Kite trains small

Terry and I went down to the beach yesterday afternoon to get registered for the kite festival, stopping along the way to check out the vendor stalls selling everything from T-shirts to beach chairs to snacks and kites. Lots and lots of kites. You can buy a $10 kiddie kite or a $400 quad line Revolution kite, whatever your budget and skill level can handle.

Vendor booths small

Once we had our official wristbands, we wandered around for a while taking pictures and watching all of the action. And eventually we made our way to the roped off field where the Revolution kites were flying. These are our favorites and what we have been flying all summer.

Revs playing small

Terry really liked the color scheme and design on this custom-made Rev. Hey baby, all it takes is money! You’re already getting the skills to handle it.

Basketweave Rev small

Kite flyers are all great people, and we visited with some of the Rev flyers, watching their technique and trying to absorb some of their knowledge by osmosis. I also got to meet Wayne Dowler and Joanna Chen, two of my online friends from the KiteLife website. It’s always nice to put faces with the names of people. Over the last year or so Wayne has been a great mentor, and given me a ton of tips and pointers. Who knows? Before the week is out, we may even get our Revs out there and fly with the big kids!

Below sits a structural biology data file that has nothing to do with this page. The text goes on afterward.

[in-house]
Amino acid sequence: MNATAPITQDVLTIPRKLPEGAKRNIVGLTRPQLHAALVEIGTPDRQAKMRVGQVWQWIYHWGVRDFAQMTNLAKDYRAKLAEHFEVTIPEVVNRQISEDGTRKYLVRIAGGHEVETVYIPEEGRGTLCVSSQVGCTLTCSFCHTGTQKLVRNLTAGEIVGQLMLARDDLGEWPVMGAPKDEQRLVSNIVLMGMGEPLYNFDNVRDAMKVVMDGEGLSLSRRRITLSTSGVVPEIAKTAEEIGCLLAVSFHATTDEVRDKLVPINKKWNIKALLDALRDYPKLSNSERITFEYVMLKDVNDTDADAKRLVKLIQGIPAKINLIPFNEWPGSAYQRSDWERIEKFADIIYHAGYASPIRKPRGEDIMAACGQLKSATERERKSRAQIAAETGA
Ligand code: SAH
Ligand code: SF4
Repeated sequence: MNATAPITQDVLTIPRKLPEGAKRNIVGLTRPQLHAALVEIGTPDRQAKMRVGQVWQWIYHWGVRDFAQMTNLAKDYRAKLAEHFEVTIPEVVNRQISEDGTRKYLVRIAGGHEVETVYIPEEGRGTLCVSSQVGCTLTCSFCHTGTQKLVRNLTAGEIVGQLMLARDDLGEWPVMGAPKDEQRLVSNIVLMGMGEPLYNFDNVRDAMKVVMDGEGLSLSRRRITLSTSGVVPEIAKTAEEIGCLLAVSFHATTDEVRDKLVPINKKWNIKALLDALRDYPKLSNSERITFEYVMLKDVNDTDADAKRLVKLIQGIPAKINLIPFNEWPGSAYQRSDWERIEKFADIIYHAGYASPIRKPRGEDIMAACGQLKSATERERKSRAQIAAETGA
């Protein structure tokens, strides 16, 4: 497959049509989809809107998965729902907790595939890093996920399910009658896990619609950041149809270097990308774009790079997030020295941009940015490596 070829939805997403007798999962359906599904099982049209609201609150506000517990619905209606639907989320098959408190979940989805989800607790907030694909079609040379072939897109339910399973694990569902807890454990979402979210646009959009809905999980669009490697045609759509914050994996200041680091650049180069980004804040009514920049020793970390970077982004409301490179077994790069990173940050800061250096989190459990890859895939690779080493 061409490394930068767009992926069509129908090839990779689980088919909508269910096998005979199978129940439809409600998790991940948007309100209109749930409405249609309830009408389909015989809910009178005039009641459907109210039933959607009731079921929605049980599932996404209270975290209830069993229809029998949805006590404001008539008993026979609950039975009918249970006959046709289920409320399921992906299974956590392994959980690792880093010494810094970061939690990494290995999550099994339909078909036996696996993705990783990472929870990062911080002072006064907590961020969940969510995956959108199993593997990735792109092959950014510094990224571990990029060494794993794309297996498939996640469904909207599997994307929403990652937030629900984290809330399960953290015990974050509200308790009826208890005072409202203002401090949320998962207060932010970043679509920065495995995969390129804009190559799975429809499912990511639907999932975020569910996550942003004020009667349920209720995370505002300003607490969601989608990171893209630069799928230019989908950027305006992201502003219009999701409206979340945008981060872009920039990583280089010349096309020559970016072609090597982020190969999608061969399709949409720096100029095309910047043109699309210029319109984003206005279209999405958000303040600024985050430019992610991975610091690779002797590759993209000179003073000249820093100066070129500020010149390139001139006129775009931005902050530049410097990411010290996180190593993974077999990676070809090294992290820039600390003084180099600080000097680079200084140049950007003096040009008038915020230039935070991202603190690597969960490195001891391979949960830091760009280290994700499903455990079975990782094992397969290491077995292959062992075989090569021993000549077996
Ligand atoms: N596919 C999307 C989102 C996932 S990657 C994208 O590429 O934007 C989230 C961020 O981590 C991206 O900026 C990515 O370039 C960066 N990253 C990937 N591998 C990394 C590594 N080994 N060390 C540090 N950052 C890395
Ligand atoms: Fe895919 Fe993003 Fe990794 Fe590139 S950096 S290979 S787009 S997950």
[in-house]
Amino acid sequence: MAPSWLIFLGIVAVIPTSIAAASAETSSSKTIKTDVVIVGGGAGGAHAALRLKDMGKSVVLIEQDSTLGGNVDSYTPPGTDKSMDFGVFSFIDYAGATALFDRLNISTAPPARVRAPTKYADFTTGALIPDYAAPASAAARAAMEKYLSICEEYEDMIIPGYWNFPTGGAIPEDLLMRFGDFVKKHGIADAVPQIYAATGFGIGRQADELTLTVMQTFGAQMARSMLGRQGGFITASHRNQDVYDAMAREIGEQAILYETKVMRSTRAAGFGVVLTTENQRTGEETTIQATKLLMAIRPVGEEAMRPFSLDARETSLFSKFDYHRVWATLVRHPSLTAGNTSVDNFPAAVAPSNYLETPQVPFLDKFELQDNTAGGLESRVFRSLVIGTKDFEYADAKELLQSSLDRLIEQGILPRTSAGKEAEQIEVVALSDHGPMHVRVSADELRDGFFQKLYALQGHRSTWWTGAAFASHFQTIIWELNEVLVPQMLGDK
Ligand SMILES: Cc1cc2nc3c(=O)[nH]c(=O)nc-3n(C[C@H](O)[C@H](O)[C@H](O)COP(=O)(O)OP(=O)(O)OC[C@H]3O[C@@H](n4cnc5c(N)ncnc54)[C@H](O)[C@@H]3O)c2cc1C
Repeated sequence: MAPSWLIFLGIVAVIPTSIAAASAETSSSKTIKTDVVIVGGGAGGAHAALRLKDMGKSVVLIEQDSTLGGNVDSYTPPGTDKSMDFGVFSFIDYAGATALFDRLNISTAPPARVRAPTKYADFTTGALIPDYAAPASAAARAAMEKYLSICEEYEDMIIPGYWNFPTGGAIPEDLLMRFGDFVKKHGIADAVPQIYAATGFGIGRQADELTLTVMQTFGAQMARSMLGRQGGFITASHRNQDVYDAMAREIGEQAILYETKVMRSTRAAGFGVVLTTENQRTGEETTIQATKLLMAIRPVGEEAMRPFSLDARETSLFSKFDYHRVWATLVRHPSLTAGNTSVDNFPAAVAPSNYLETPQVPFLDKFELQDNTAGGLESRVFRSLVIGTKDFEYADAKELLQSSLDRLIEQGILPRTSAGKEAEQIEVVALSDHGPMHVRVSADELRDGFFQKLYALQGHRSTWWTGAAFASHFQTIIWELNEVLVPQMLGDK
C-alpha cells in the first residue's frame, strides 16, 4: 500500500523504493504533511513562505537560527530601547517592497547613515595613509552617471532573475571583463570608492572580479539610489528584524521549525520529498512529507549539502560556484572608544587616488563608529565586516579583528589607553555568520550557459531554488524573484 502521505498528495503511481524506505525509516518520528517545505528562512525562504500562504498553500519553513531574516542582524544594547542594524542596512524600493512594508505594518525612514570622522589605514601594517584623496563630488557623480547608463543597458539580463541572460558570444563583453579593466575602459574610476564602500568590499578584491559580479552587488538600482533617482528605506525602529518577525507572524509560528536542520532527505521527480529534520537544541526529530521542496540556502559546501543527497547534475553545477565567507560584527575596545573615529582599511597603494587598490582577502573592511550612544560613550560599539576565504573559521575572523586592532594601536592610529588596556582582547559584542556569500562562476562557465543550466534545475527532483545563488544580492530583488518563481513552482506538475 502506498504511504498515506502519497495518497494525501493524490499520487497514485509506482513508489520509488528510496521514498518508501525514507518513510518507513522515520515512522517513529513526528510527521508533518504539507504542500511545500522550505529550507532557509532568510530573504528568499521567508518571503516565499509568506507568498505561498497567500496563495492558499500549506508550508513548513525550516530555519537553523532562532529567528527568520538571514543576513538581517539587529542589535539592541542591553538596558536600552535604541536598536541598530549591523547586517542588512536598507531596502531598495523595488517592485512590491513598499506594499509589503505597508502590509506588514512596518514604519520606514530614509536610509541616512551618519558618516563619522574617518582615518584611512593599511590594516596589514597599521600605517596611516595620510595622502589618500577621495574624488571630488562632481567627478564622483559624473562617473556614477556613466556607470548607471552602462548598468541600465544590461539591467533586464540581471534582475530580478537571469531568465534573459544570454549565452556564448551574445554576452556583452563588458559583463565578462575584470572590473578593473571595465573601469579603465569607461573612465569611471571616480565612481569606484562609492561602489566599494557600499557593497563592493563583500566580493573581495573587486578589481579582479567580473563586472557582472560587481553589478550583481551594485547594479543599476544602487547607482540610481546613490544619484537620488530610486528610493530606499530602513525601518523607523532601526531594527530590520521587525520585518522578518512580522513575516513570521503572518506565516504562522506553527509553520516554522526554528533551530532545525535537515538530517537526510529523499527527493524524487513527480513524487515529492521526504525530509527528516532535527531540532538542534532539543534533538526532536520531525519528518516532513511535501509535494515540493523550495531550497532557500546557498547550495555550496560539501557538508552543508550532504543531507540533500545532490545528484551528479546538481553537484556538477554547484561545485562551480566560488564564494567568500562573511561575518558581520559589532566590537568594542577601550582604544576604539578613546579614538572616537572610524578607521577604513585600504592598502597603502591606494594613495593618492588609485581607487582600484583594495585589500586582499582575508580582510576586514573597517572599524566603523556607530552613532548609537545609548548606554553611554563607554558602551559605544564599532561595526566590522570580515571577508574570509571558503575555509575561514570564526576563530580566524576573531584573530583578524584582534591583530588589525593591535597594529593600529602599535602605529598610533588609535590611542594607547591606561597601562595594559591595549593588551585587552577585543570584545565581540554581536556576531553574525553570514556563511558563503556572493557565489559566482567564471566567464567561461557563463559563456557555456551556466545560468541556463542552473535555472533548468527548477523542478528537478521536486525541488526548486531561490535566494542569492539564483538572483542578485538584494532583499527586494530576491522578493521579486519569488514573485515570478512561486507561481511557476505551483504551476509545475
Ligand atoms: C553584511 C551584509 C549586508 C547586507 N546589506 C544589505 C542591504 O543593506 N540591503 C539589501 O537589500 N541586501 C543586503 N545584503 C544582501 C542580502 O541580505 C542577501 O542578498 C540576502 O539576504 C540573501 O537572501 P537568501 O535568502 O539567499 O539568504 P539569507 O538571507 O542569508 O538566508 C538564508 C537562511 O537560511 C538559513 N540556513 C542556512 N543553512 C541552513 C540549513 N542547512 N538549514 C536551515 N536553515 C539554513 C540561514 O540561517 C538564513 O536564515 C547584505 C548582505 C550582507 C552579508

We’ll be back out on the beach again today, watching all the fun, Rokkaku kite battles, in which individual flyers, and then teams, compete to knock their opponents’ kites out of the sky or cut through their lines to set them free to fly away.

We left the beach a little before 5 p.m. and drove north to Ocean Park to visit Jack’s County Store, which is a requirement when we are in this area. Jack’s is sort of a general store, where you can buy anything from groceries to RV supplies, along with tools, toys, and hard to find things like antique and reproduction Aladdin lamps. We spent a couple of hours wandering the aisles, and like we do every time we go there, we found a few things we couldn’t live without.

Jacks Country Store

Back at the campground, Nancy Kissack came over to visit for a bit and talk kites. She loves flying as much as Miss Terry and I do. It’s going to be a busy week and all three of us are geared for fun!

Thought For The Day – No matter how hard life gets, go to bed thankful that you have one.